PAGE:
LOS ANGELES (AP) - Matt LeBlanc wants to do something the fictional, self-absorbed Matt LeBlanc on Showtime's "Episodes" would jeer - make amends to British co-star Tamsin Greig.
In a gaffe that could play nicely on the Hollywood satire, LeBlanc told the U.K. media that his on-screen liplock with Greig last season was "surprisingly sexy."
His revised assessment: "Very, very sexy. Not surprising at all," he said.
The first take was blurted out unthinkingly, "and boy, was that a mistake. She won't let it go," he said of Greig.
While the actress now may hold the real-life upper hand on LeBlanc, her character, Beverly, is the loser in her encounters with the "Episodes" Matt.
In season one, Beverly and her husband (Stephen Mangan), the witty, talented creators of a hit British sitcom, were lured by ego and money to recreate their series for a U.S. network.
After surrendering on every aspect of casting and story, they found "Lyman's Boys" transformed to "Pucks!" The main character, a droll English headmaster, became a smart-alec, skirt-chasing hockey coach, and the faux Matt replaced the original star, a venerated English actor.
Sean, dazzled by the sunshine and Matt - aka Joey on "Friends" - quickly succumbed to the town's siren song. Beverly managed to resist, right up until she fell into bed with Matt.
In season two, debuting 10:30 p.m. EDT Sunday, Beverly and Sean have split but are still working together on "Pucks!" which is facing new heights of network meddling. Beverly and Matt, their in-a-blink fling over, are adversaries and each seeking Sean's forgiveness.
The Matt-as-Matt gimmick adds snap to the show's unrelenting skewering of Hollywood, which in "Episodes" includes a childlike, incompetent network executive (John Pankow), general wanton adultery and a handsome star with enough charms, sexual and otherwise, to offset his boorish side.
The cast is uniformly excellent, from Tamsin and Mangan to the network suits that make their lives hell, including Pankow, Kathleen Rose Perkins, Joseph May and the wondrously rubber-faced Daisy Haggard.
LeBlanc, who won a Golden Globe in January for playing his doppelganger, was an eye-opening delight in season one. His character veered from swaggering star to despairing father (after losing custody of his young sons) to disloyal pal - the last prompting a deserves-to-be-classic comic fight scene with Sean.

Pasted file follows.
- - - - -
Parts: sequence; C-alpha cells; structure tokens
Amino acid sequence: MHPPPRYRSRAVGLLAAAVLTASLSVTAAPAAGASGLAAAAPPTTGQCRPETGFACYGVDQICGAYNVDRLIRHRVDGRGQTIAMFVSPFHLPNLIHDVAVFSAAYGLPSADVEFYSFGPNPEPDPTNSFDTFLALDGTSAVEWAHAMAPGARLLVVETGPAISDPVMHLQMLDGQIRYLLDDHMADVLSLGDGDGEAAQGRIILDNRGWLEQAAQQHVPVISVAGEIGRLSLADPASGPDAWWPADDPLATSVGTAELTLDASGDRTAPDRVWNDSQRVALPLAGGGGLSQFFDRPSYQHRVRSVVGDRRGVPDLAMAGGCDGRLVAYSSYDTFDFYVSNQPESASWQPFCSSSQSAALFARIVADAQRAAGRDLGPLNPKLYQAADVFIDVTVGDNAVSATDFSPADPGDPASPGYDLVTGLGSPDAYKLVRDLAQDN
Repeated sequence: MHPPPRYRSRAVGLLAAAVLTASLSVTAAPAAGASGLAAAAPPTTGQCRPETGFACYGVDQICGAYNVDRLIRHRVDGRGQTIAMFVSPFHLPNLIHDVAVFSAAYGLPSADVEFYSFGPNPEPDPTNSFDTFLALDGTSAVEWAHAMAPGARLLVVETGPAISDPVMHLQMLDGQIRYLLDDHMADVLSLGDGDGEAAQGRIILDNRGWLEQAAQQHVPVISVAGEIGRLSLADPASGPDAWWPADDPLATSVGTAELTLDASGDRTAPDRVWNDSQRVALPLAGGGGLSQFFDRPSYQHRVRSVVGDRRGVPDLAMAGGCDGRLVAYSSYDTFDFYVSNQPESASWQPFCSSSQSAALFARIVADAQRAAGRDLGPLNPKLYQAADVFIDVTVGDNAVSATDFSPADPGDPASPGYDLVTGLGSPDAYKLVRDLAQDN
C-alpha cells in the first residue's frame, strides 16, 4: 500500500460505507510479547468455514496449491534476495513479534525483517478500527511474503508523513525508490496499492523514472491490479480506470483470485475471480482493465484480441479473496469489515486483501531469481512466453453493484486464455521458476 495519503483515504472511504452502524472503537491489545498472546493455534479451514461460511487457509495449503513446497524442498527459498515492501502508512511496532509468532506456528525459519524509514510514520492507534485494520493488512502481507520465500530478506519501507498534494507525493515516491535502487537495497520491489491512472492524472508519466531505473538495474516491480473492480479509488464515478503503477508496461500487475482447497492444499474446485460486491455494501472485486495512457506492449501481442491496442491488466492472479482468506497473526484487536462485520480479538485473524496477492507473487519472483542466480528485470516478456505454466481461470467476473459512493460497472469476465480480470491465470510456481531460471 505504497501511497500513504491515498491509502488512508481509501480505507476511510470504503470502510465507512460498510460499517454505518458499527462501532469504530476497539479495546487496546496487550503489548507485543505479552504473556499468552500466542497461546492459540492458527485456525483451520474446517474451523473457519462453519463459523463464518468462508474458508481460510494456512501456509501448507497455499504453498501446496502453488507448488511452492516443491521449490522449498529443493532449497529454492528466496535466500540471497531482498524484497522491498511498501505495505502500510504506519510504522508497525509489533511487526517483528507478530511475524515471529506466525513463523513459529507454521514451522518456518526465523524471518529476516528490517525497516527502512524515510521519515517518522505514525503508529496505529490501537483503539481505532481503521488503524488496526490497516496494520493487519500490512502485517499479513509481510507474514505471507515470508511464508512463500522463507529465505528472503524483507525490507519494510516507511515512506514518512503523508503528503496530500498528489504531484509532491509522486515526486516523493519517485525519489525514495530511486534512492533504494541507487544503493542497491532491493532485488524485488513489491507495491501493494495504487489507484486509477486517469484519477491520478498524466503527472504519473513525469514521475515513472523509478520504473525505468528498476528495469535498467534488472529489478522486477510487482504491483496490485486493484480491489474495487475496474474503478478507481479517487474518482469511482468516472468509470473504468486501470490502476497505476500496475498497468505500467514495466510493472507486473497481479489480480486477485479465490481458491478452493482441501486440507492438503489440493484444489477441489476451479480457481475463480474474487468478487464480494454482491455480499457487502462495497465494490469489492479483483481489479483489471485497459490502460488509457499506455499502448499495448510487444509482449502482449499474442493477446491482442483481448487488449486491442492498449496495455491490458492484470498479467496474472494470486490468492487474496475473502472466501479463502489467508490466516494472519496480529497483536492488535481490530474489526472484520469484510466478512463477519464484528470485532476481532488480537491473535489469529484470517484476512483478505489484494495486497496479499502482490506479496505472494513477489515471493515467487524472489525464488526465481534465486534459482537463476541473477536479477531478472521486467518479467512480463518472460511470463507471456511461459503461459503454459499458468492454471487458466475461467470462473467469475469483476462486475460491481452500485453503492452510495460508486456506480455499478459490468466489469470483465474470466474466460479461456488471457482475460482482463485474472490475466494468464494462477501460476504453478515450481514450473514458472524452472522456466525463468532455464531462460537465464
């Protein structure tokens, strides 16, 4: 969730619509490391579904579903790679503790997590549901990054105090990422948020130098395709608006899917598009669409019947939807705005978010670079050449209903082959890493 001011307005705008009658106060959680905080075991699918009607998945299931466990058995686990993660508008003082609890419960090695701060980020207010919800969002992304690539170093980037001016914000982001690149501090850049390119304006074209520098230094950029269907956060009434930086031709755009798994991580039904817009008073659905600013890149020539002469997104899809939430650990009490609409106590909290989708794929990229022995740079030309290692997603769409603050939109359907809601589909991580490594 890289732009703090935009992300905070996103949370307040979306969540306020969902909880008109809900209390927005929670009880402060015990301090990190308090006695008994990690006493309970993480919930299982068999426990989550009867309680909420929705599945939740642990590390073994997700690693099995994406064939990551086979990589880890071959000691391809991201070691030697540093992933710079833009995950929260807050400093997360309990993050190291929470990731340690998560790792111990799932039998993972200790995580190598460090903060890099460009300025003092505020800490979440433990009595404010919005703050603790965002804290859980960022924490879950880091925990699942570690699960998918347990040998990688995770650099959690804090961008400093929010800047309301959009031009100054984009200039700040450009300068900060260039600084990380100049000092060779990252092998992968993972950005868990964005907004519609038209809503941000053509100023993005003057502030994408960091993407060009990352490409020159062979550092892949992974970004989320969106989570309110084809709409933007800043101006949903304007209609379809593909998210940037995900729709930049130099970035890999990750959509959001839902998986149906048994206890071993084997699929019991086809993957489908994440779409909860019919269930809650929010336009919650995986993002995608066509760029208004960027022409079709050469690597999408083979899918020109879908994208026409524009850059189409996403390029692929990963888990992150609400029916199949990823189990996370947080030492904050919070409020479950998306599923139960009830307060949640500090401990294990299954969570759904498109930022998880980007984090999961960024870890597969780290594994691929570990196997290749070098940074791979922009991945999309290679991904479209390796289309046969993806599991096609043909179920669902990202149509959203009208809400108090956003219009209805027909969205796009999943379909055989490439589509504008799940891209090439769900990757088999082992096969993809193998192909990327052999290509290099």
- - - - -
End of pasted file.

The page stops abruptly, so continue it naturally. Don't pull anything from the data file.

"Matt makes a meal of every scene," said David Crane, the "Friends" co-creator who devised and wrote "Episodes" with partner Jeffrey Klarik. "One of our goals in doing the show was to write a role that was very different from Joey, had a big range and let him do all kinds of stuff."
LeBlanc didn't balk at making his character unappealing and was willing to go to "some very dark places" in season two, Crane said. "There are no boundaries" created by the actor, Klarik added.
Whether LeBlanc and his TV version share any similarities is a question he gets asked repeatedly and, he says, makes sure to dodge.
"I always refrain from answering. I think the character Matt LeBlanc in "Episodes' is basically the public's perception of a celebrity, namely me," he says. "It's not really based on me. Yeah, we were both on "Friends,' but it's not really me."
"Friends," of course, was the long-running NBC hit that made stars of its cast, including LeBlanc as the sweetly buffoonish Joey Trebbiani, and very financially secure ones. After the short-lived spinoff "Joey," LeBlanc was willing to come back to sitcom work because he trusted the men behind "Episodes."
The Showtime series is wickedly funny but also has "an emotional through-line," LeBlanc said. "You really develop compassion for the characters. The stakes are all high enough to where it matters and nothing feels forced."
An "Episodes" season also is tidily brief, nine half-hours this season, compared to the roughly 22 episodes churned out yearly for a typical U.S. sitcom.
The compact shooting schedule means "I can be there for my little girl," LeBlanc said of his 8-year-old daughter (with former wife Missy McKnight). LeBlanc's easygoing tone turns warm when he talks about her.
"Things I used to think were really important are not that important anymore," he said. "For me, it's been a great experience. She's the light of my life."
He's also making room for a film, "Lovesick," what LeBlanc calls a "funny little movie."
"My track record in films hasn't been the best, but you try," LeBlanc said candidly.
As "Episodes" proves, the big screen's loss is television's gain.
EDITOR'S NOTE - Lynn Elber is a national television columnist for The Associated Press. She can be reached at firstname.lastname@example.org.